Two laptops with the same graphics inside may not perform the same. Performance will vary based on the power limit of the GPU.
Unfortunately, in most cases the power limit is not specified on the spec sheet, so how can you find out? Let’s take a look at how you can easily check GPU TDP on a laptop, and what you can do to find out for a laptop you aren’t able to test.
For a laptop you have access to
What does software report?
After a recent Nvidia driver update, you can open the Nvidia control panel and select Help from the top bar, then system information. This will show you the “Maximum Graphics Power” value, in the below example this laptop is 130W.
The actual value can of course vary based on dynamic boost though, so I recommend actually testing and confirming. For example, the above RTX 3080 reports a maximum graphics power of 130W, but dynamic boost allows it to run at 150W when the CPU isn’t in use.
Checking power limits yourself
The process I use to determine the power limit (TDP) the GPU actually runs at is to simply run a GPU workload and monitor the results – like so:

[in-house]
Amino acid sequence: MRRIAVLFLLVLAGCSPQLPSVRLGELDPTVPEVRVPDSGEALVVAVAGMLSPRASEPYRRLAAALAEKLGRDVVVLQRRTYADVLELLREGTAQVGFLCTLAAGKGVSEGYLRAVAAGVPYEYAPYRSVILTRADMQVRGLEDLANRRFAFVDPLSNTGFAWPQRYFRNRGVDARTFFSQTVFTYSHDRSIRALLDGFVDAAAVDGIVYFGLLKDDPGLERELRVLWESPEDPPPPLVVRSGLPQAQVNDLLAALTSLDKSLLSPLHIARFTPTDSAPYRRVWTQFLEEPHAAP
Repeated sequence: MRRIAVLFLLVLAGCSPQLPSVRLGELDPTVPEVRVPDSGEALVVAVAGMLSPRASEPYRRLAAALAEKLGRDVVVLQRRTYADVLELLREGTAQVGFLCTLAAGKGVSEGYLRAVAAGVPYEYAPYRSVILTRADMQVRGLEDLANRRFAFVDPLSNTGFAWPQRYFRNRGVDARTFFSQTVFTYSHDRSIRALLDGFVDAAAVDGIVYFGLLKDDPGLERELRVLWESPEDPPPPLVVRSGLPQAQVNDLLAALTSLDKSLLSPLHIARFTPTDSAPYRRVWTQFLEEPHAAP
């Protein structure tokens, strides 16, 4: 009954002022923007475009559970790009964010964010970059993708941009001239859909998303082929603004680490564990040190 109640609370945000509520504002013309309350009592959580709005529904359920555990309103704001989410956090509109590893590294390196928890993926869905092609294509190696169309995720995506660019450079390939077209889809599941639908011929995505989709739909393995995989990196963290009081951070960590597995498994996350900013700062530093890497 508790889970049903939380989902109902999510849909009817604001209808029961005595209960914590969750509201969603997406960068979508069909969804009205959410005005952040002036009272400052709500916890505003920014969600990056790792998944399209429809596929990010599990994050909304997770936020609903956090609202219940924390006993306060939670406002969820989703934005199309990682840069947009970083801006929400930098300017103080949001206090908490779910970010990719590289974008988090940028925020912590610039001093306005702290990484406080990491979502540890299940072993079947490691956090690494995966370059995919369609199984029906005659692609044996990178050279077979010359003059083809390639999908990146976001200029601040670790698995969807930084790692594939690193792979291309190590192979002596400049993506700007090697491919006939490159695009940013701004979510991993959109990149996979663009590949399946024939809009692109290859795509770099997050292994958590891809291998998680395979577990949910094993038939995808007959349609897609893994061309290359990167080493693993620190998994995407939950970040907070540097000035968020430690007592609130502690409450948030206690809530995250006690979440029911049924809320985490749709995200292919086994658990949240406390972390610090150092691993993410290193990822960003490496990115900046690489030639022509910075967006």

- Download and run HWInfo
- Run a consistent GPU load such as a game with high settings, I use the Unigine Heaven benchmark.
- In HWInfo, scroll down to the GPU and check “GPU Power”, as highlighted below.
In this case, my RTX 2070 Super laptop GPU runs at 115W, which is considered Max-P or full performance rather than Max-Q.
You don’t need to run your test for long, the example above was a 30 minute stress test and the average in the far right column was 114W. This will dip and rise at times, however the average is close to the expected 115W limit of the machine.
Other software like GPU-Z will show the power levels the GPU is running at too, the principle is the same, run a GPU load and monitor.
Depending on the laptop, the limit may change when the CPU is also engaged. After this, try a CPU stress test like Aida64 at the same time and see how GPU power behaves.
For a laptop you do not have access to
If the power limits are not specified by the vendor, your best bet is to check reviews. Good reviewers will note the power limits they observe as this is a key factor affecting performance. Failing that, you could ask the question to the vendor directly through support channels or who ever is selling the machine.
In an ideal world, all vendors would specify the power limit for the GPU, but unfortunately this is not yet the case. There has been some change in this area recently, hopefully we start to see more companies doing it as Nvidia continues to segment their GPU lineup.